There are people who add essential oils in the water used for warm-mist humidifiers but that is not recommended. Actually, adding essential oils and/or inhalants in the humidifier may damage it and void its warranty.
2. Cool Mist Humidifiers
Cool mist humidifiers use cold water to create a cool mist which is then released in the air. Since these humidifiers don’t heat the water to produce mist, they are safe for folks with children and pets as there is no risk of burns.
There are several types of coo-mist humidifiers which include:
- Evaporative humidifiers
- Impeller humidifiers
- Ultrasonic humidifiers
3. Central Humidifiers
Central humidifiers, also known as whole-house humidifiers are built in your HVAC system to increase the humidity of your whole house. They are the largest in size and also the most expensive.
Unlike other humidifiers, central humidifiers need to be installed by a professional HVAC technician which also adds to their cost. They are however the best humidifiers if you want to increase the relative humidity of every inch of your house.
4. Portable Humidifiers
As their name suggests, portable humidifiers are small in size and can easily be moved from one room to another. They also don’t need to be professionally installed. You just plug them to a power outlet and you are good to go.
The output of portable humidifiers is limited and are therefore used to increase the humidity in only the room they are plugged in. They are however cheaper and easier to maintain than central humidifiers.
5. Evaporative Humidifiers
What happens when you leave a bowl of water out, especially in an area with dry air? As you guessed, the water will evaporate. That is how evaporative humidifiers work, only that they are designed to work more effectively.
Evaporative humidifiers contain a fan/blower, wick filter and a water reservoir at the bottom of the unit. The filter will naturally pull water from the reservoir meaning that it will always be moist.
When the fan comes on, it blows moisture out of the filter which is released into the air in form of a cool fog/mist.
6. Ultrasonic Humidifiers
Ultrasonic humidifiers produce mist by making an inbuilt diaphragm vibrate at an ultrasonic speed. The vibrations breaks down water particles into a tiny particles which are then released in the air as a stream of a cool mist.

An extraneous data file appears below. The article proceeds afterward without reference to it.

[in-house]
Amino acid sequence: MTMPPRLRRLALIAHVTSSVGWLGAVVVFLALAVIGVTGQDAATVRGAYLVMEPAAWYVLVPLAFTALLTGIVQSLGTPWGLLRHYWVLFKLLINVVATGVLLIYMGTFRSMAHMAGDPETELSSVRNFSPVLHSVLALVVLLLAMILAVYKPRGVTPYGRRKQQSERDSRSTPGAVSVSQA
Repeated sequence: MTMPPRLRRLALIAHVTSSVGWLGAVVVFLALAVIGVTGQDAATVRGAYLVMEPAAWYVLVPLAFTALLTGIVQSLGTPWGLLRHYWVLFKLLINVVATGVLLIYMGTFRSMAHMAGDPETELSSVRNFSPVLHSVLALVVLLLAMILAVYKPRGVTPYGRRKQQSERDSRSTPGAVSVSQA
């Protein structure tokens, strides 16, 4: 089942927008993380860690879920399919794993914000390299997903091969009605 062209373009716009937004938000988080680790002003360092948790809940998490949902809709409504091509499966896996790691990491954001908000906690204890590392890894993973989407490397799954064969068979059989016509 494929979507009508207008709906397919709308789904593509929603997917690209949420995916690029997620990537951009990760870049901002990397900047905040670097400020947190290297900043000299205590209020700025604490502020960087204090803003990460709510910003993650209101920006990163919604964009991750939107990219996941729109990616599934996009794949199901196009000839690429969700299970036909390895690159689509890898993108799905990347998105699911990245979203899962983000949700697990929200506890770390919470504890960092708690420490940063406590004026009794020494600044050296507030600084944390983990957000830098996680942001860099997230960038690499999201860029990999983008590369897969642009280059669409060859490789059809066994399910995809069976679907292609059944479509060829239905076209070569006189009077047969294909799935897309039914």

Ultrasonic humidifiers are safe if you have kids and are also compact allowing them to fit in tiny spots.
7. Impeller Humidifiers
Impeller humidifiers use a rotating disc (at high speed) to break down water particles into tiny particles which are then released in the air. Because of their small size, the particles can easily remain suspended in the air.
Although impeller humidifiers are inexpensive, they are not common because they are inefficient and are also noisy.
8. Steam Humidifiers
Steam humidifiers are also known as vaporizers. These are the warm-mist humidifiers which increase humidity of the indoor air by first heating water until it vaporizes (turns to steam).
Steam humidifiers have an internal water reservoir and a heating element. The element heats the water and once steam is formed it is released in to the air as a warm mist. The steam is cooled before being released into the air.
Steam humidifiers are powerful humidifiers but care should be taken especially if you have kids and/or pets since they can burn.
Humidifiers are very helpful in increasing indoor humidity which makes your house comfortable to live in. However, they can make you sick if you don’t properly maintain them.
Poorly maintained humidifiers can easily become a breeding ground for mold and bacteria. Mold can make you sick and also cause bad smells in the house.
The following are the steps to take to clean/maintain you humidifier in proper working condition:
- Use distilled water – water from faucets contains minerals which can be deposited inside the humidifier.
- Regularly (daily if possible) change the water. Unplug the unit, dry its inside surfaces then refill it with distilled water before plugging it back.
- Regularly clean the humidifier using bleach or hydrogen peroxide solution. Twice per week would be ideal.
- Change the humidifier filter regularly – check the manufacturer on the frequency with which to change it.
- When storing a humidifier, throw away used filter/cartridges then clean and dry it.
And basically that is everything about humidifiers. I hope that by now you know if you need a humidifier in your house and the type that you need.